STREAMKEEPERS COURSE OCT 4 & 5
Come learn the skills required to evaluate, measure and monitor your local potential fish-bearing streams! The workshop runs from 9am-4pm each day, with instructor Dave Clough. Lunch provided. More info available at www.pskf.ca. Participants are asked to donate $60 at the time of registration and they can purchase the Streamkeepers Manual for a discount price of $20. Sponsor for this program: PCAF
A Message from the President
At the beginning of May our Board of Directors started creating a Five Year Plan for the Land Trust.
Nature Cowichan Network
Our new logo shows that the Cowichan Land Trust is a partner in the Nature Cowichan Network, an informal cooperative organization created by the Cowichan Valley Naturalists’ Society. The first activity of the Nature Cowichan Network has been the creation of a web portal at www.NatureCowichan.net. We encourage our members to consult the website often to learn about local natureenjoyment and conservation activities. Thanks to ourVolunteers!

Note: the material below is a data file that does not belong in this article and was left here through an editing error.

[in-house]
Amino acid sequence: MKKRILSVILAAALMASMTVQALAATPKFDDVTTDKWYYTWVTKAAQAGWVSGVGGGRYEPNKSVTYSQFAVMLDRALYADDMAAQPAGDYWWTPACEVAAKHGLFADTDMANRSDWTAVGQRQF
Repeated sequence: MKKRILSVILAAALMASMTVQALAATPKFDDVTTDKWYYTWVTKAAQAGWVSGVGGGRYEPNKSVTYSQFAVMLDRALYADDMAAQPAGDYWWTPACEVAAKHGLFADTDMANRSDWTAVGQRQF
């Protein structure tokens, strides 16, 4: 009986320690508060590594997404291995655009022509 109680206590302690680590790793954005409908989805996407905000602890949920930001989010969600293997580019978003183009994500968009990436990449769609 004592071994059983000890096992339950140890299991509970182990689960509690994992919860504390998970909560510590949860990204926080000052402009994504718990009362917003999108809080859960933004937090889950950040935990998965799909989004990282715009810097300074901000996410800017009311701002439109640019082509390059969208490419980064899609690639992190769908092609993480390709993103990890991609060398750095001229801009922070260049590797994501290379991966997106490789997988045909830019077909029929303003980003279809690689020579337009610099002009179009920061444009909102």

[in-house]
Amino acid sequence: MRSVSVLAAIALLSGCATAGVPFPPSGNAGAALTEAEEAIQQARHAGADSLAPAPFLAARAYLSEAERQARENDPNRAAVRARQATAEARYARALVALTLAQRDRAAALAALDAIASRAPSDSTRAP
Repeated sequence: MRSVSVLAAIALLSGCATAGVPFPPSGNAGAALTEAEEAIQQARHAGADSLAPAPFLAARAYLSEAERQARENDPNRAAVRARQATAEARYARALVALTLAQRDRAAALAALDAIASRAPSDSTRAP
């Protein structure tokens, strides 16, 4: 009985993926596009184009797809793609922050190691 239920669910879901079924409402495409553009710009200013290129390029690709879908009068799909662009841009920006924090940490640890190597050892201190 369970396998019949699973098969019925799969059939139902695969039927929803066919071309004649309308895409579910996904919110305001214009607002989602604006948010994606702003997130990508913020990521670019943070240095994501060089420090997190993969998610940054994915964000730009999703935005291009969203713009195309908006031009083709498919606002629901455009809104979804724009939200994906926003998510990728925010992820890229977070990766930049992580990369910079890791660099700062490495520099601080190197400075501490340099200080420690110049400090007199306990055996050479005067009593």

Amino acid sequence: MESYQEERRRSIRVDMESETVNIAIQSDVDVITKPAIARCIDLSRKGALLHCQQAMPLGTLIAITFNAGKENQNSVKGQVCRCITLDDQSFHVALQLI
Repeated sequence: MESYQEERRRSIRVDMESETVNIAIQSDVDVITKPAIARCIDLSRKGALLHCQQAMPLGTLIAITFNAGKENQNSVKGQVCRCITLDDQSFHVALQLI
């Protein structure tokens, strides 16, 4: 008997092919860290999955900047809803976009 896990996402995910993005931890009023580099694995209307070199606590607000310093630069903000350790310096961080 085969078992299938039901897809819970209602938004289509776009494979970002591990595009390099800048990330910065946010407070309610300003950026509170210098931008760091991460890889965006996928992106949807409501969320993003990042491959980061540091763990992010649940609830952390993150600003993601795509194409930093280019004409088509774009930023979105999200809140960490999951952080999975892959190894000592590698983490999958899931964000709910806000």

This plan is built on the following Mission Statement that your Board adopted shortly after the last Annual General Meeting: We help to take care of the land and water in the Cowichan Valley for the benefit of all life in the future. We do this by acquiring land, entering into conservation agreements, and by providing education and support to individuals and other groups who are caring for the land. Our Five Year Vision: To become recognized within five years as a key partner in the acquisition of land to enhance the quality of the human and natural environment in the Cowichan Valley.